Tick IPM Working Group: Webinar Recording Published

During the May “Pests and Progress” webinar, Scott Larson, co-director of the Tick IPM Working Group, spoke about efforts to control ticks and reduce the spread of tick-borne diseases. Ticks cause problems for livestock, wildlife and pets, and they can also transmit disease to people. Lyme disease is the most common. The cost of treating Lyme disease is $345 and $968 million dollars annually in the United States. 
The Tick IPM Working Group was formed in 2013 and has five goals to help address the threat and costs of tick-borne diseases:
•    Educate policymakers about tick diseases
•    Improve community education on tick ecology and management
•    Increase tick-borne disease funding
•    Develop and promote IPM strategies to reduce exposure to ticks and tick pathogens
•    Coordinate with the federal Tick-Borne Disease IPM Working Group

The Tick IPM Working Group hosts a free webinar on the second Wednesday each month from 2:00 pm to 3:00 pm EDT (1:00 pm to 2:00 pm CDT). These webinars often focus on recent tick research. Each year, a “Tick Academy” event is organized by the working group, and the workshop is designed to transform a tick novice into a professional who is knowledgeable about tick biology and behavior and can even identify several tick species. Additional topics are covered each year, such as how fire management affects ticks and a “tick-bot” that vacuums up ticks from the landscape. The 2023 Tick Academy will be held virtually in October.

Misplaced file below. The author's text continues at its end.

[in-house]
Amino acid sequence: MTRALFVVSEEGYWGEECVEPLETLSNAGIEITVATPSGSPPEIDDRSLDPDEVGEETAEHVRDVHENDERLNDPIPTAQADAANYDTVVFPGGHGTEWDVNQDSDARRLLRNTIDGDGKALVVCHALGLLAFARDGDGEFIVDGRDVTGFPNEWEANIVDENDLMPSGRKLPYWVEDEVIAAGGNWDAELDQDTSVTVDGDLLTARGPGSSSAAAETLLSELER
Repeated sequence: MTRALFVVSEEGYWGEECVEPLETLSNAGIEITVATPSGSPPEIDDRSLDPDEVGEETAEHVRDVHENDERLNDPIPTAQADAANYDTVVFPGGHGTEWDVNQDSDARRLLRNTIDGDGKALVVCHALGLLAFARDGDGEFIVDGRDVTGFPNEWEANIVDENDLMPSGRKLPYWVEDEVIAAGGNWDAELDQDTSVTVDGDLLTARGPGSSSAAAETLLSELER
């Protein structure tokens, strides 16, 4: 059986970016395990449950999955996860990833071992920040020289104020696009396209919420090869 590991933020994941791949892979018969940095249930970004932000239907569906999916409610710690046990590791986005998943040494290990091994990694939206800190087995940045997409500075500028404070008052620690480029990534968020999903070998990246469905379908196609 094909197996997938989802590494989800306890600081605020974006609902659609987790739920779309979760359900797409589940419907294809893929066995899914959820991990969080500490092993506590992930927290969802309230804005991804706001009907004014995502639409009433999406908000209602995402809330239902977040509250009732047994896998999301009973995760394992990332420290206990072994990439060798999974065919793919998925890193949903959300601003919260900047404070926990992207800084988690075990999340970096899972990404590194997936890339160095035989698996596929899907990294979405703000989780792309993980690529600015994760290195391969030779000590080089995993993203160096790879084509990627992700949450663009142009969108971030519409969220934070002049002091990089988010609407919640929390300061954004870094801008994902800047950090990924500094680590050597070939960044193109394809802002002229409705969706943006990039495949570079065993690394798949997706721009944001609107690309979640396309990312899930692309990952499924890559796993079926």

Tick handouts and publications are also available thanks to the Tick IPM Working Group, including a tick management publication, the “Ticks and Tick-Borne Diseases Pest Alert” and the “Asian Longhorned Tick Pest Alert.”

Larson also covered tick management methods during the webinar, including options for treating wildlife to reduce tick populations. He even included facts that will help you dominate tick trivia night:
•    White-tailed deer don’t get Lyme disease. Their blood kills the pathogen. 
•    There are around 90 tick species in the United States, but only a few will feed on people. 
•    There are hard and soft ticks, but we usually hear about hard ticks because people encounter them more often.
•    The three most common ticks in the US are blacklegged ticks, lone star ticks and American dog ticks.

Stay informed about tick news by following @IpmTick on Twitter, and you are also invited to join the Tick IPM Working Group to receive webinar notifications, along with tick-related research, news and resources. Email Leah McSherry to be added to working group communications. 

The webinar recording is available here.